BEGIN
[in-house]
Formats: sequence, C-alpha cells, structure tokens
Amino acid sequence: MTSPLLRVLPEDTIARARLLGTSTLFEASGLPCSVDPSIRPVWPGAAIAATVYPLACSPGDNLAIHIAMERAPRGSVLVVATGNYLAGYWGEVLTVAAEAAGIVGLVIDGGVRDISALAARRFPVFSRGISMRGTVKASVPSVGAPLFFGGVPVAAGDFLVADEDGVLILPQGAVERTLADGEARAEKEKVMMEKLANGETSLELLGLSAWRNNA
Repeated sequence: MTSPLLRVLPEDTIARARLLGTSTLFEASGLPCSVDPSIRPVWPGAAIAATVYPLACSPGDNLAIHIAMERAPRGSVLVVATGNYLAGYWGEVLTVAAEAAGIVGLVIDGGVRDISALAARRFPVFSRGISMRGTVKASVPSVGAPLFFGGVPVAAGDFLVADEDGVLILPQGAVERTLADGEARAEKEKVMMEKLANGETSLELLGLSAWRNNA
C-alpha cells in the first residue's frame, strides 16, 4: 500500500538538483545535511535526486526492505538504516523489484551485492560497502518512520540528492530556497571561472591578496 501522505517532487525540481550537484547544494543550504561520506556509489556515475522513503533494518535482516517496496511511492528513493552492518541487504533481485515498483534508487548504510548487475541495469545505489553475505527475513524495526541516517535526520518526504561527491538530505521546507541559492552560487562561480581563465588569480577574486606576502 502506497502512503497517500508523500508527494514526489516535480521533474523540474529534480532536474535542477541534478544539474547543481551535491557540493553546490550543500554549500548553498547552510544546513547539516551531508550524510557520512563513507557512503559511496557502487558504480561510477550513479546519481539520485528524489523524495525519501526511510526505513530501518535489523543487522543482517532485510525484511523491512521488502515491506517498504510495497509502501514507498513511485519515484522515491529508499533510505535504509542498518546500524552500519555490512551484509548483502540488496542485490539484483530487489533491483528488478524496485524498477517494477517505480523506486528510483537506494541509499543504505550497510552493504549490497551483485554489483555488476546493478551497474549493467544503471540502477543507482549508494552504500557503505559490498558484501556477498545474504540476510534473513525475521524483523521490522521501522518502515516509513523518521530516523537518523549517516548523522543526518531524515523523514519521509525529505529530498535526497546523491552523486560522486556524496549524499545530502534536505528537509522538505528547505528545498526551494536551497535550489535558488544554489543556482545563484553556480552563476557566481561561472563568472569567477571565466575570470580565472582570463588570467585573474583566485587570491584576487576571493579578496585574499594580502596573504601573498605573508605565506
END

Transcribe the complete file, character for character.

[in-house]
Formats: sequence, C-alpha cells, structure tokens
Amino acid sequence: MTSPLLRVLPEDTIARARLLGTSTLFEASGLPCSVDPSIRPVWPGAAIAATVYPLACSPGDNLAIHIAMERAPRGSVLVVATGNYLAGYWGEVLTVAAEAAGIVGLVIDGGVRDISALAARRFPVFSRGISMRGTVKASVPSVGAPLFFGGVPVAAGDFLVADEDGVLILPQGAVERTLADGEARAEKEKVMMEKLANGETSLELLGLSAWRNNA
Repeated sequence: MTSPLLRVLPEDTIARARLLGTSTLFEASGLPCSVDPSIRPVWPGAAIAATVYPLACSPGDNLAIHIAMERAPRGSVLVVATGNYLAGYWGEVLTVAAEAAGIVGLVIDGGVRDISALAARRFPVFSRGISMRGTVKASVPSVGAPLFFGGVPVAAGDFLVADEDGVLILPQGAVERTLADGEARAEKEKVMMEKLANGETSLELLGLSAWRNNA
C-alpha cells in the first residue's frame, strides 16, 4: 500500500538538483545535511535526486526492505538504516523489484551485492560497502518512520540528492530556497571561472591578496 501522505517532487525540481550537484547544494543550504561520506556509489556515475522513503533494518535482516517496496511511492528513493552492518541487504533481485515498483534508487548504510548487475541495469545505489553475505527475513524495526541516517535526520518526504561527491538530505521546507541559492552560487562561480581563465588569480577574486606576502 502506497502512503497517500508523500508527494514526489516535480521533474523540474529534480532536474535542477541534478544539474547543481551535491557540493553546490550543500554549500548553498547552510544546513547539516551531508550524510557520512563513507557512503559511496557502487558504480561510477550513479546519481539520485528524489523524495525519501526511510526505513530501518535489523543487522543482517532485510525484511523491512521488502515491506517498504510495497509502501514507498513511485519515484522515491529508499533510505535504509542498518546500524552500519555490512551484509548483502540488496542485490539484483530487489533491483528488478524496485524498477517494477517505480523506486528510483537506494541509499543504505550497510552493504549490497551483485554489483555488476546493478551497474549493467544503471540502477543507482549508494552504500557503505559490498558484501556477498545474504540476510534473513525475521524483523521490522521501522518502515516509513523518521530516523537518523549517516548523522543526518531524515523523514519521509525529505529530498535526497546523491552523486560522486556524496549524499545530502534536505528537509522538505528547505528545498526551494536551497535550489535558488544554489543556482545563484553556480552563476557566481561561472563568472569567477571565466575570470580565472582570463588570467585573474583566485587570491584576487576571493579578496585574499594580502596573504601573498605573508605565506